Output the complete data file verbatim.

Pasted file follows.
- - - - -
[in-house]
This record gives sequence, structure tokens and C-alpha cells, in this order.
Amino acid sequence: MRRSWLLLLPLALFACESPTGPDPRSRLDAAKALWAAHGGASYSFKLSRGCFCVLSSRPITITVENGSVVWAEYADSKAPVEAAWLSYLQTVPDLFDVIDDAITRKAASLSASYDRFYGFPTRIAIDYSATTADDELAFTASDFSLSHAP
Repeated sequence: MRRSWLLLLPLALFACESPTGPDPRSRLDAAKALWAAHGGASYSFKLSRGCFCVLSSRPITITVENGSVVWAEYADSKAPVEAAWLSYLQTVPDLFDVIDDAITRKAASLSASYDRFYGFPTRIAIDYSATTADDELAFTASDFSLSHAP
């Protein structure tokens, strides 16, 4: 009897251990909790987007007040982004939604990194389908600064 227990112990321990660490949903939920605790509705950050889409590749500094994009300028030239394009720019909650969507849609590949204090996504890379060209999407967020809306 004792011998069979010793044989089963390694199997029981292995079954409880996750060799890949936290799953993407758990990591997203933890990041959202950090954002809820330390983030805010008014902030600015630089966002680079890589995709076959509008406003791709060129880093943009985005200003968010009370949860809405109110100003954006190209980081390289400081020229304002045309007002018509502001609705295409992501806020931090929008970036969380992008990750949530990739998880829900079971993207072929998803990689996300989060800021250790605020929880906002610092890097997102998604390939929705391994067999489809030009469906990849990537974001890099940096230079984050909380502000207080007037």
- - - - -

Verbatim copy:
[in-house]
This record gives sequence, structure tokens and C-alpha cells, in this order.
Amino acid sequence: MRRSWLLLLPLALFACESPTGPDPRSRLDAAKALWAAHGGASYSFKLSRGCFCVLSSRPITITVENGSVVWAEYADSKAPVEAAWLSYLQTVPDLFDVIDDAITRKAASLSASYDRFYGFPTRIAIDYSATTADDELAFTASDFSLSHAP
Repeated sequence: MRRSWLLLLPLALFACESPTGPDPRSRLDAAKALWAAHGGASYSFKLSRGCFCVLSSRPITITVENGSVVWAEYADSKAPVEAAWLSYLQTVPDLFDVIDDAITRKAASLSASYDRFYGFPTRIAIDYSATTADDELAFTASDFSLSHAP
């Protein structure tokens, strides 16, 4: 009897251990909790987007007040982004939604990194389908600064 227990112990321990660490949903939920605790509705950050889409590749500094994009300028030239394009720019909650969507849609590949204090996504890379060209999407967020809306 004792011998069979010793044989089963390694199997029981292995079954409880996750060799890949936290799953993407758990990591997203933890990041959202950090954002809820330390983030805010008014902030600015630089966002680079890589995709076959509008406003791709060129880093943009985005200003968010009370949860809405109110100003954006190209980081390289400081020229304002045309007002018509502001609705295409992501806020931090929008970036969380992008990750949530990739998880829900079971993207072929998803990689996300989060800021250790605020929880906002610092890097997102998604390939929705391994067999489809030009469906990849990537974001890099940096230079984050909380502000207080007037």